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Partner Of Former Labourer Calls For Ex Colleagues To Help Investigation

Justice Sought For Factory Worker Who Died From Asbestos-Related Cancer Mesothelioma


The devastated partner of a former factory worker who died after battling an incurable industrial illness is appealing for his ex colleagues to help specialist lawyers investigate whether more could potentially have been done by his employers to protect him from the deadly asbestos dust.

Arthur Harry Scriven, of Gorleston in Great Yarmouth, died aged 89 after a nine-month battle with mesothelioma, which is caused by exposure to dangerous asbestos dust and fibres.

Before his death Arthur told his family he believed he was exposed to asbestos while working as a labourer at egg box factory Hartmann Fibre Co Limited in Great Yarmouth, which later changed its name to Omni-Pac UK Limited.

Arthur, who worked for the firm between 1960 and 1966, operated the industrial machines used to make the egg boxes and he regularly handled large asbestos sheets used in the production process.

Izza Dhidahe Benyoussef, Arthur’s partner of 10 years, has now instructed specialist industrial disease lawyers at Irwin Mitchell and together they are appealing for Arthur’s ex colleagues to come forward with information to confirm Arthur’s recollection of how Hartmann Fibre Co Limited may have used asbestos.

Martyn Hayward, a specialist industrial disease lawyer at Irwin Mitchell representing Izza, said: “Mesothelioma is an aggressive and incurable cancer which causes so much distress to victims like Arthur and their families. Sadly, many employers did not do enough to protect their employees from the harmful effects of asbestos and Arthur paid the ultimate price.

“We know the firm has used asbestos in the past because Omni-Pak were fined £50,000 following a prosecution at Norwich Crown Court in 2003 after an investigation showed blue asbestos lagging discovered at the firm’s South Deans Road factory was in a disturbed state. It was found that the primary source of asbestos contamination was from damaged and poorly maintained asbestos insulation on top of dryers used to produce the finished papier-mâché egg cartons. The company admitted breaching the Health and Safety at Work Act.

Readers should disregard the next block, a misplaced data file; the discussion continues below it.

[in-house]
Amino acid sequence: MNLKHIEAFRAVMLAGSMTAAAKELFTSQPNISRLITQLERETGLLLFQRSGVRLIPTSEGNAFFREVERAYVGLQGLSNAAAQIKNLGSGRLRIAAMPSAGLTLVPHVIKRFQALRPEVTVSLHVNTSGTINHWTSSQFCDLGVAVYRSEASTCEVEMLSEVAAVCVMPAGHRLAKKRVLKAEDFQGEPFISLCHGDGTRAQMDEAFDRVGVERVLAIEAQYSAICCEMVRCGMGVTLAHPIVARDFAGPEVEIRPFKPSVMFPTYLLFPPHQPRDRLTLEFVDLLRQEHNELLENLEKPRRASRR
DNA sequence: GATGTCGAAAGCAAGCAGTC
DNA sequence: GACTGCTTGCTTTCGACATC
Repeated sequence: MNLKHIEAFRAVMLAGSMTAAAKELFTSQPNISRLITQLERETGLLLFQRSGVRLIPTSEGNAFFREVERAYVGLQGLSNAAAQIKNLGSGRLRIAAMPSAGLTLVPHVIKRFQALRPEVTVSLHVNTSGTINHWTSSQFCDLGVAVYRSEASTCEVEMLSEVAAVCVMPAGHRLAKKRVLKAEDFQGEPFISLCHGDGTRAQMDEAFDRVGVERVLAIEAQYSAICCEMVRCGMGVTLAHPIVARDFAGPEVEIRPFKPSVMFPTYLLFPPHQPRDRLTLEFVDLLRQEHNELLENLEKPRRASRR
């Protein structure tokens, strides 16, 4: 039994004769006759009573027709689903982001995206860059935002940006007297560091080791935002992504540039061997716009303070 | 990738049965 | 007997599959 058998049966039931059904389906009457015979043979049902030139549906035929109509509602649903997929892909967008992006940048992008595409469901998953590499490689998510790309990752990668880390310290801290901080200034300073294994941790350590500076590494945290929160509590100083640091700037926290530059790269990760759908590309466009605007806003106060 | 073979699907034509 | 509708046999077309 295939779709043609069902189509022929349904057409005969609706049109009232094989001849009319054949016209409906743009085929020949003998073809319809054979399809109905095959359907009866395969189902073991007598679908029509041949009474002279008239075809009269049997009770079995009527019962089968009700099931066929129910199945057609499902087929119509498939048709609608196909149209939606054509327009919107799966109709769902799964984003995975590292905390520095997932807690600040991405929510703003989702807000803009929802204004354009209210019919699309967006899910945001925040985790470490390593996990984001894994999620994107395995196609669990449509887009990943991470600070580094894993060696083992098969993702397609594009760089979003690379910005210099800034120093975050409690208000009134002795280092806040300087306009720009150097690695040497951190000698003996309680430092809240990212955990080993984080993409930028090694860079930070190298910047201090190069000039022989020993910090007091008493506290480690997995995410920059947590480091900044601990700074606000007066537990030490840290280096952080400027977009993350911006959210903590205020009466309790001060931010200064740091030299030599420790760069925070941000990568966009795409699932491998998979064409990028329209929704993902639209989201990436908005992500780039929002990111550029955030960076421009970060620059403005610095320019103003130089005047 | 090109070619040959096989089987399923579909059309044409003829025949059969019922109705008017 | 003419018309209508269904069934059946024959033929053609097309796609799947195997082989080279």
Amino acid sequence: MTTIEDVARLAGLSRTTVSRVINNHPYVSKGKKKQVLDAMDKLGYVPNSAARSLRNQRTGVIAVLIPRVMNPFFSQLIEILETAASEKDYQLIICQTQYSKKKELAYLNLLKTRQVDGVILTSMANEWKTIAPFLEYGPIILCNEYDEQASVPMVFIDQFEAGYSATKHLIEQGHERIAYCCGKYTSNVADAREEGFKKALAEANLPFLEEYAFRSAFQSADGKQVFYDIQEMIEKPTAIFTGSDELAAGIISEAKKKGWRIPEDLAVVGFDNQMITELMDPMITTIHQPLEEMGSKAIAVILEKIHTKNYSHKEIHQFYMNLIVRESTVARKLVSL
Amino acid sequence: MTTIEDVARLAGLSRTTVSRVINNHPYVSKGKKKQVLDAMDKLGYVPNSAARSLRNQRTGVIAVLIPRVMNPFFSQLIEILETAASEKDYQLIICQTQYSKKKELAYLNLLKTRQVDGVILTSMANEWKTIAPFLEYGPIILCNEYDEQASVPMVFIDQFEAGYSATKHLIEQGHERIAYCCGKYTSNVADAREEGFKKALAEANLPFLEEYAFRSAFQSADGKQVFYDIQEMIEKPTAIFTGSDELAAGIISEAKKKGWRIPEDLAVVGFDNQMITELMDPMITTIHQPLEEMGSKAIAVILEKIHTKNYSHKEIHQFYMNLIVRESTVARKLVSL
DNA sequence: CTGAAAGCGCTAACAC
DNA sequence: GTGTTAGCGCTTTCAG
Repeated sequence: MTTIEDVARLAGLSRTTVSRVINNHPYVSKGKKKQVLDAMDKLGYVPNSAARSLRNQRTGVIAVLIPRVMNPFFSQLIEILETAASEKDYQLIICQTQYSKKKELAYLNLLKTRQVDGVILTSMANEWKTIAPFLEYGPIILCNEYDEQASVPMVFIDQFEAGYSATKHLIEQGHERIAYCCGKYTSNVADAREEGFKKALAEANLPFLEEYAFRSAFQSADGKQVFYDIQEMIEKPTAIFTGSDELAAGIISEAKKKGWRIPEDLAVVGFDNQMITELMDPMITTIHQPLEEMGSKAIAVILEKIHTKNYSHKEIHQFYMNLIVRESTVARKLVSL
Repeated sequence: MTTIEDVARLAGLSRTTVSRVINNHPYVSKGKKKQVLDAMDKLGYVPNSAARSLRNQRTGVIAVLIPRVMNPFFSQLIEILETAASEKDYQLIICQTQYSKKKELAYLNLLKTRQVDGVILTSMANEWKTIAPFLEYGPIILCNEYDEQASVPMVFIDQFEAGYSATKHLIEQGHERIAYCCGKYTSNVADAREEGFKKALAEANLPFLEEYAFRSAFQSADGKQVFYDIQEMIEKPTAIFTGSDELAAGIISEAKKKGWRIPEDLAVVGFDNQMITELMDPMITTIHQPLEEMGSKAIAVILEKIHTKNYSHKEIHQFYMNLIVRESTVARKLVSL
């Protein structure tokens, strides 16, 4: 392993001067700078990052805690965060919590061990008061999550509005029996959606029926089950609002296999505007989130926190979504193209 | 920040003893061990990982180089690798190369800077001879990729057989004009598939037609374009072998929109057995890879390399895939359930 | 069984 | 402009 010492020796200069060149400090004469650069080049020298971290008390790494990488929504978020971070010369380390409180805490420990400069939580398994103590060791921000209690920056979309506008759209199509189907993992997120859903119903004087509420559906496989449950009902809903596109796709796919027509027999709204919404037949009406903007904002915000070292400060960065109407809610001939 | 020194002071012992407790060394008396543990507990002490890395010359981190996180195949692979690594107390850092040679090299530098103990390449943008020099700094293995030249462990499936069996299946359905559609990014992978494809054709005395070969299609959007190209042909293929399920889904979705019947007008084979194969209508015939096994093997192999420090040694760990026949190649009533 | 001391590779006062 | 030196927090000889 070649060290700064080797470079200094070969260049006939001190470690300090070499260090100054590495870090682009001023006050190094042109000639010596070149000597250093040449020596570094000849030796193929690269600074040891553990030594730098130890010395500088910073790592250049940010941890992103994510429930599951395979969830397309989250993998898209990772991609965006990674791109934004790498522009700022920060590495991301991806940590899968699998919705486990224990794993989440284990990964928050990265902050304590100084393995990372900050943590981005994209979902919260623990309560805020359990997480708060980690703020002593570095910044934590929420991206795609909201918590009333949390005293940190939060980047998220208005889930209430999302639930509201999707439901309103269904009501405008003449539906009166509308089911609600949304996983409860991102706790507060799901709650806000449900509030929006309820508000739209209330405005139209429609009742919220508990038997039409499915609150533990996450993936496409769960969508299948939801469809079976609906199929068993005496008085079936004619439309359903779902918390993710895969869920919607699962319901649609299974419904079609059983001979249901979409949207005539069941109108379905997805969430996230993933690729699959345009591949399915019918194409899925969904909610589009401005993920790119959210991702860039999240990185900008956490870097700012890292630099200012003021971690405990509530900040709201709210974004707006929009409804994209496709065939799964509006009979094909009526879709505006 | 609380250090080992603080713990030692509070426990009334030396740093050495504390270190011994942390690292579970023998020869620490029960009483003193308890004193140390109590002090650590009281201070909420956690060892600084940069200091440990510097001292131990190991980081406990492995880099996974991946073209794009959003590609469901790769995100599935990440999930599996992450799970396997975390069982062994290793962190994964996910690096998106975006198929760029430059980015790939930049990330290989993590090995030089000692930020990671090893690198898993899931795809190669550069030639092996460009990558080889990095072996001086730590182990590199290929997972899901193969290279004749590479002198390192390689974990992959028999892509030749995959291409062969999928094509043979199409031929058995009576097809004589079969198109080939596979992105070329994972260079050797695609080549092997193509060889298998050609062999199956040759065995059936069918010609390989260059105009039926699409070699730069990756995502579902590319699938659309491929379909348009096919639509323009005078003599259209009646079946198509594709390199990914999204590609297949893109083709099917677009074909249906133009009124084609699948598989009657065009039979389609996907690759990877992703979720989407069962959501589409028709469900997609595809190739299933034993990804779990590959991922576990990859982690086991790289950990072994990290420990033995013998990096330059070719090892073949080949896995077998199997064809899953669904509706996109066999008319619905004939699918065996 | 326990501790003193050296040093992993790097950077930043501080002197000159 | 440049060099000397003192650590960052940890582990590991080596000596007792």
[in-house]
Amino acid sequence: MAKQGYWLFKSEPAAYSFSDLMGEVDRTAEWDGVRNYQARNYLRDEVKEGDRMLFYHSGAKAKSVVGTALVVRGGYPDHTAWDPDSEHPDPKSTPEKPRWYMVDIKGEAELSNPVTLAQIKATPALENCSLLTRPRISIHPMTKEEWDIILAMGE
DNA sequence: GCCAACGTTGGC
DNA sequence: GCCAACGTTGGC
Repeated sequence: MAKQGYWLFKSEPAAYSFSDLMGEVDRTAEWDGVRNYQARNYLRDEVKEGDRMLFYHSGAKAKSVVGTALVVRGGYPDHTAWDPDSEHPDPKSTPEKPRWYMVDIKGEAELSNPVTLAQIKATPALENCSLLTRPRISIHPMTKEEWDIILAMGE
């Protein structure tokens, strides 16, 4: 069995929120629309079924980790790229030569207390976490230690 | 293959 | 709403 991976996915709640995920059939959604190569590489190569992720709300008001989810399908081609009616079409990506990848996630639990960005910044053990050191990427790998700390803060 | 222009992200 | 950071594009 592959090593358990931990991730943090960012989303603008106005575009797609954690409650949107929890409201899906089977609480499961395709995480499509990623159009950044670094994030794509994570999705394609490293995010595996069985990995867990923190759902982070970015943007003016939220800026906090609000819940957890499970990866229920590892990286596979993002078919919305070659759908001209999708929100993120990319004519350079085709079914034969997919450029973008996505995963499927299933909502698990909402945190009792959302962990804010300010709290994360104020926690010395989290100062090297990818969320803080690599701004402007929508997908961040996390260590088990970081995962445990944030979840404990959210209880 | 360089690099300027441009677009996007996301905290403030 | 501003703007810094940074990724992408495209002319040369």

“We hope Arthur’s former workmates will be able to confirm details about how Hartmann Fibre Co Limited used asbestos in the 1960s and if more could potentially have been done by his employers to protect him so that we can help Izza honour Arthur’s memory and get the answers she deserves.”

Arthur worked for Hartmann for nine years, and before his death, he told Izza about the dusty environment he worked in at the firm. He said he cut the asbestos sheets to size every day before the material was mixed with paper to make egg boxes. He said the air was always thick with asbestos dust and fibres.

Mr Scriven first started to show the symptoms of mesothelioma in summer 2011 when he suffered a persistent cough. His GP referred him to the James Pagget Hospital in Gorleston where further tests and scans confirmed he was suffering from mesothelioma in April 2012. He died on 29 January 2013.

Izza, age 62, said: “Losing Arthur has been a heartbreaking blow for the whole family and it’s incredibly hard to come to terms with the fact we’ve lost him to such a terrible illness.

“We first started to notice his symptoms during the summer of 2011 and at the time Arthur just thought it was his asthma flaring up. There was no improvement and I begged him to go and see his doctor. Sadly, the prognosis wasn’t good and we lost him nine months later.

“I hope his ex work mates from Hartmann Fibre Co Limited will now help me get the answers I deserve about Arthur’s asbestos exposure so I can finally honour his memory.”

Anyone with information about the working conditions at Hartmann Fibre Co Limited, which is now called Omni-Pac UK Limited, in the 1960s should contact Martyn Hayward at Irwin Mitchell’s Sheffield office on 0114 274 4420 or email martyn.hayward@irwinmitchell.com.

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